Body Characteristics

The body is well boned, long, strong, and muscular; the head is smooth, medium wedge, neither long nor short and huge. Without an excessive pinch or whisker break, the muzzle is blunt and becomes part of the overall wedge. Long and flat in profile, the top of the skull softly descends to just above the eyes, then continues at a slight downward angle in a straight line to the tip of the nose.

Russian Blue Cat Breed sitting on the couch

The eyes are positioned wide apart and rounded in shape, with brilliant green color. Russian blues are medium-sized cats with dense, short coats that stand out from their bodies and give them the appearance of being larger than they are. Their velvety, silky coats are a dark charcoal gray with a subtle, shimmering silver tip.

The eyes of Russian blue change color from yellow to green over time, which is one of the most fascinating features of her appearance. Russian blue kittens are born with blue eyes, as are all kittens. Around four months old, the blue fades to a pale yellow or golden color, then turns yellow with a green ring, and finally turns entirely bright green in adulthood. These cats are about 7–12 pounds and stand about 10 inches tall.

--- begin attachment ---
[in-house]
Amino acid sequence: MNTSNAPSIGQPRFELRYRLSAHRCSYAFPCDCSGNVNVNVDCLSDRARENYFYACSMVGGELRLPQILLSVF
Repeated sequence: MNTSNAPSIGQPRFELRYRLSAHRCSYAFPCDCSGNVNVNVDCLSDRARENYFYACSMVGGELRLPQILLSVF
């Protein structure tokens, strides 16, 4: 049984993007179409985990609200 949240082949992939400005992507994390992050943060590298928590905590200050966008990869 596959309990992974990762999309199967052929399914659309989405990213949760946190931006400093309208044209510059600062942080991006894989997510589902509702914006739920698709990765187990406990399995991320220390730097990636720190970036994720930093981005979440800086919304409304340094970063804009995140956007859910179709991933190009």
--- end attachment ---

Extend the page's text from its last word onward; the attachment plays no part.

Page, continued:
The Russian Blue is an intriguing and peaceful creature. They are known for their friendliness and intelligence, as well as their reserved demeanor. They are noted for playing fetch and opening doors, as well as being sensitive to human emotions. They like playing with a variety of toys and form strong ties with their family members and other pets. Although they are generally thought of as a quiet breed, there are always outliers. Unless they were raised in an active environment, they are usually reserved among strangers.

Russian Blue Cat Breed lying on the rug


This breed requires both physical and mental activity due to its intelligence. They’ll welcome having so many toys to help them burn off all that physical and mental energy. Russian Blues are also extremely intelligent creatures. They have a remarkable memory and will learn where their favorite toys are hidden and will take their owners there when they want to play.